High recurrence rates of HV deformity have been reported in patients who were treated by osteotomy before skeletal maturity;2,4–8 however, there are no studies comparing the outcomes of hemiepiphysiodesis and osteotomy procedures. Moreover, the distal metatarsal articular angle (DMAA), if measured to be 10° or more on plain radiographs, is considered pathologic and may be seen in more severe cases of JHV.2 Nevertheless, it is unclear whether hemiepiphysiodesis of the first metatarsal helps to correct this deformity. If found to be not correctable by hemiepiphysiodesis, an increased DMAA may be a contributing factor for persistent deformity or recurrence or both. Although the angular correction may not be clinically significant, this might make future correction osteotomies less complex.
The optimum timing for surgical intervention is uncertain. This is due to the unknown natural history of JHV and the unique growth potential of the metatarsals making an estimate of remaining growth unclear.19,20 In fact, Greene et al. showed that the overall plot of the foot multiplier curve for estimating the remaining growth in the foot is vastly different from other body regions.19 Except for one case report,15 the mean age of the patients in all studies was between 10 and 12 years. Owing to the progressive deformity in JHV and the uncertain natural history of the condition, some studies advocate for surgical intervention after skeletal maturity.2,7,21,22 However, the impact of pain and activity limitations in severe cases of JHV make conservative management, reportedly with suboptimal outcomes, an unsuitable option for treatment.
The correlation between age and the degree of correction achieved was highlighted in three studies where greater correction was observed of the HVA in younger patients.13,17,18 This may be due to a larger remaining growth potential in these patients which compensates for the slow rate of correction with hemiepiphysiodesis. The metatarsal growth rate slows down and was found to decrease markedly in children as they approach skeletal maturity; therefore, more correction can be achieved with hemiepiphysiodesis at a younger age.23,24 Interestingly, AlFarii et al.17 observed worsening of the HV deformity in three patients with comorbidities (periventricular leukomalacia, down syndrome and tight heel cord) despite surgical intervention. Chiang et al.18 were the only ones who reported on the gender ratio and ages of interventions; they included 9 male (mean age 13.0 years, SD 1.1) and 12 female (mean age 11.2 years, SD 0.9). Documented skeletal maturity at follow-up was only reported by Davids et al.11 Neither of these studies performed subgroup analyses on the impact of these variables on the results or the final outcome. Further studies investigating the correlation between bone age and comorbidities to the degree of correction are needed.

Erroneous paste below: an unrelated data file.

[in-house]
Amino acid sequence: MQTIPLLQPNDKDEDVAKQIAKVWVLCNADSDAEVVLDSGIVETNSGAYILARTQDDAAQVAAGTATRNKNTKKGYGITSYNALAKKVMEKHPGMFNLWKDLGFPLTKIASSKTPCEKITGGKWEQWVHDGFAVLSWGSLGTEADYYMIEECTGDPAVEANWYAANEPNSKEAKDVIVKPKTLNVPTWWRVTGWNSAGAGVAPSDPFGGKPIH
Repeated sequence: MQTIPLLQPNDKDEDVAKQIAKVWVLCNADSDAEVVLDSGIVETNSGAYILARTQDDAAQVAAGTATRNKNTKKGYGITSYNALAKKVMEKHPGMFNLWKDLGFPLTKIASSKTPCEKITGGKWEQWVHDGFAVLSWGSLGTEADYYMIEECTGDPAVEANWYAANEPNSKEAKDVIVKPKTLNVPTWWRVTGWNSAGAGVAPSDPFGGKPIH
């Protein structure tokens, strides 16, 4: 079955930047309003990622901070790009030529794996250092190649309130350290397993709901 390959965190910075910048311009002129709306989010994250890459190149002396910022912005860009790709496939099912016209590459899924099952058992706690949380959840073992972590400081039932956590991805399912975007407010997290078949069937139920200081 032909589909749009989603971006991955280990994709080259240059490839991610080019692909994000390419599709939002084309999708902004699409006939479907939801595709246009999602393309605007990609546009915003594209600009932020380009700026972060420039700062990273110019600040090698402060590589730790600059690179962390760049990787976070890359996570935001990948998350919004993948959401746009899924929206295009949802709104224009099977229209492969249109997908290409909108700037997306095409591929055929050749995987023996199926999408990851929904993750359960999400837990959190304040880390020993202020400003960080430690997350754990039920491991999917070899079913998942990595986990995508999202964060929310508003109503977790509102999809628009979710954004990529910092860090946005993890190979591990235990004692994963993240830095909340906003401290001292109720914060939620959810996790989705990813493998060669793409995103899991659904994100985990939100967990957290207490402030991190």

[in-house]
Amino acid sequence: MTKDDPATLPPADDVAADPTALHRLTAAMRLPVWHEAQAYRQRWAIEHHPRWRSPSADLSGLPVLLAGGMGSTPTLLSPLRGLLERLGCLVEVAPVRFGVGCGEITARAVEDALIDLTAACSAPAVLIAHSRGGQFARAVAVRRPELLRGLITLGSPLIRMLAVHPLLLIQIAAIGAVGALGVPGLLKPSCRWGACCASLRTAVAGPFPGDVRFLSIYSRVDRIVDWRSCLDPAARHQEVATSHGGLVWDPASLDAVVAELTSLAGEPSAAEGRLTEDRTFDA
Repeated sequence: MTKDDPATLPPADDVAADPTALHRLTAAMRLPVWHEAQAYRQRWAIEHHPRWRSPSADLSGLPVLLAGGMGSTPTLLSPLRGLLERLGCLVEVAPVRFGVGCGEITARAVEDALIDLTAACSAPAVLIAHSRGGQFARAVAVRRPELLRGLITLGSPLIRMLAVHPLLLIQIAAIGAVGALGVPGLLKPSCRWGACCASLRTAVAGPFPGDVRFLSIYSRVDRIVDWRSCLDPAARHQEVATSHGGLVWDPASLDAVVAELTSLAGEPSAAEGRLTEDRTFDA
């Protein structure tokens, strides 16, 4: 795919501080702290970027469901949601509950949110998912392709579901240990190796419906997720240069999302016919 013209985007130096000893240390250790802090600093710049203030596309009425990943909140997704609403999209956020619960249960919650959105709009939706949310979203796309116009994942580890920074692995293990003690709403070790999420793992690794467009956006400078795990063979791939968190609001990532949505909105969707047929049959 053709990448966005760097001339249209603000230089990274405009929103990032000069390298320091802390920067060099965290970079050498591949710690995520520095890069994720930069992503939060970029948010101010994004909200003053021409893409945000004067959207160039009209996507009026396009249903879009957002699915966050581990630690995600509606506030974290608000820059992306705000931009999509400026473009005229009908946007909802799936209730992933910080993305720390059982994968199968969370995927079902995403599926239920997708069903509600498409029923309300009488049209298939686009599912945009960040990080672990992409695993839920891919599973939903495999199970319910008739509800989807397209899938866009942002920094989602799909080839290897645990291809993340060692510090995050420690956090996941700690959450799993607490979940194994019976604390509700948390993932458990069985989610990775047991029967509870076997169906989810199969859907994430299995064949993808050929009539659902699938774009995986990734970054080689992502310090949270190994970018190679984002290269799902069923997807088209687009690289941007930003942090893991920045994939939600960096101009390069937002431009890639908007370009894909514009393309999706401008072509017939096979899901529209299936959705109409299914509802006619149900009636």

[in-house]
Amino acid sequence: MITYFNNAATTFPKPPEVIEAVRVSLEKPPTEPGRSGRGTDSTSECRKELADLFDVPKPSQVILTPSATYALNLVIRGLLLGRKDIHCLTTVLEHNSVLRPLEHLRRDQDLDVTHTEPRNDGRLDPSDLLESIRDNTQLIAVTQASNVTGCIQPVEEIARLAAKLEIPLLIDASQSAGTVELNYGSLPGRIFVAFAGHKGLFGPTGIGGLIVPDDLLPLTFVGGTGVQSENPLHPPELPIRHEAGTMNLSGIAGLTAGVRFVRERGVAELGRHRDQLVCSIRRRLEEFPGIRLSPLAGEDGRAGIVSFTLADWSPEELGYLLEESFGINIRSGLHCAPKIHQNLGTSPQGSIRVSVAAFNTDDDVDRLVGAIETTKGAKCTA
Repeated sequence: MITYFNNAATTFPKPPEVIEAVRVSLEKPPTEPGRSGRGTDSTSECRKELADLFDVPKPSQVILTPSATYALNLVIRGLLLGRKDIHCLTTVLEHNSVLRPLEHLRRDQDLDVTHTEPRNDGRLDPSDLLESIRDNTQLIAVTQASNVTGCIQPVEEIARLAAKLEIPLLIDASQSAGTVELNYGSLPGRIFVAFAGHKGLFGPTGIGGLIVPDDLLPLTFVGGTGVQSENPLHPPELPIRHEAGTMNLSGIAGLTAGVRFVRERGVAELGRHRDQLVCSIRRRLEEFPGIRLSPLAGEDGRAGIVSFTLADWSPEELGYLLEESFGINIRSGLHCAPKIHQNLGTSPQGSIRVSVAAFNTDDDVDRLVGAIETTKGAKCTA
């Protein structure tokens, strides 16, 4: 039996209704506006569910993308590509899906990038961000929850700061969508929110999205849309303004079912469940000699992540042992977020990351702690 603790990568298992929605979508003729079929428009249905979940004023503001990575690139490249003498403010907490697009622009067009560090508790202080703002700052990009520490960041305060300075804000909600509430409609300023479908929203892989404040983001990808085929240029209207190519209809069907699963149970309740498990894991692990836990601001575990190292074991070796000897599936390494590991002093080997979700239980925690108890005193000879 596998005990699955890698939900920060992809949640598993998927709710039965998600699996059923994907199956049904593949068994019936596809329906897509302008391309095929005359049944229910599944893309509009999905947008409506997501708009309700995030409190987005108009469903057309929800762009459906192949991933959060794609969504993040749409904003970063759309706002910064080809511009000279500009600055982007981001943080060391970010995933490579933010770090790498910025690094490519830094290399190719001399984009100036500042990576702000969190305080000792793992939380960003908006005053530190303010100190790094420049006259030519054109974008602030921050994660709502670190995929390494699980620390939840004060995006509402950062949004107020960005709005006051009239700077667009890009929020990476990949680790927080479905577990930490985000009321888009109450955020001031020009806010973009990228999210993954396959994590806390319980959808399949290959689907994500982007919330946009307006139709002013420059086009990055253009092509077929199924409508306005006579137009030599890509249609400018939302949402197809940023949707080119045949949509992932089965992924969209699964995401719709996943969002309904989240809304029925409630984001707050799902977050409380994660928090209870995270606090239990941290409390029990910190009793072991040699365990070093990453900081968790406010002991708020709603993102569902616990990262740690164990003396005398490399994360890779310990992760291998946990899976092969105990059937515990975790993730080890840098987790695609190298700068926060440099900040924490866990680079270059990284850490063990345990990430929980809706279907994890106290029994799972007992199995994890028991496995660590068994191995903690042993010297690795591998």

The presence or absence of complications after surgical intervention were reported in six papers. There were no complications in three, while another three had low rates, including screw migration in 5% and one case of fracture of the base of the first metatarsal. Late complications included pain from symptomatic hardware, as was reported by Schlickewei et al.13 in 7.7% of cases, while AlFarii et al.17 reported symptomatic residual deformity in 17.3% of the cases. Regardless of the technique used, complications were relatively uncommon and were likely due to the minimally invasive approach of the technique as compared to the other surgical methods of treating JHV.11,13,14,18
In all the studies, a significant correction of HVA and IMA on the follow-up radiographs was observed regardless of the surgical technique used. Although this may support using growth modulation for treating HV deformity in skeletally immature patients, several limitations have to be taken into consideration. Firstly, the duration of follow-up may not be sufficient to evaluate patient outcomes objectively, given that a significant proportion of participants in the studies had yet to reach skeletal maturity. Secondly, six studies were retrospective case series or cohort studies, and two studies were case reports. The relatively small number of study participants in each study, the significant heterogeneity in the utilised techniques and the lack of objective functional outcome measures prevent the drawing of any conclusions to advocate for one specific technique of growth modulation over another. A well-designed randomised controlled trial with sufficient statistical power will be helpful to determine the optimal method of growth modulation for the treatment of JHV.
Growth modulation for HV in skeletally immature patients via lateral hemiepiphysiodesis with minimally invasive techniques showed favourable radiologic outcomes with some evidence of clinical improvement. Although the radiologic change is relatively small, this may ease future correction osteotomies of HV deformity. Larger prospective studies with objective clinical outcome measures may further determine the place of this surgical approach as a means to treating this deformity.
Yousef Marwan https://orcid.org/0000-0001-5450-523X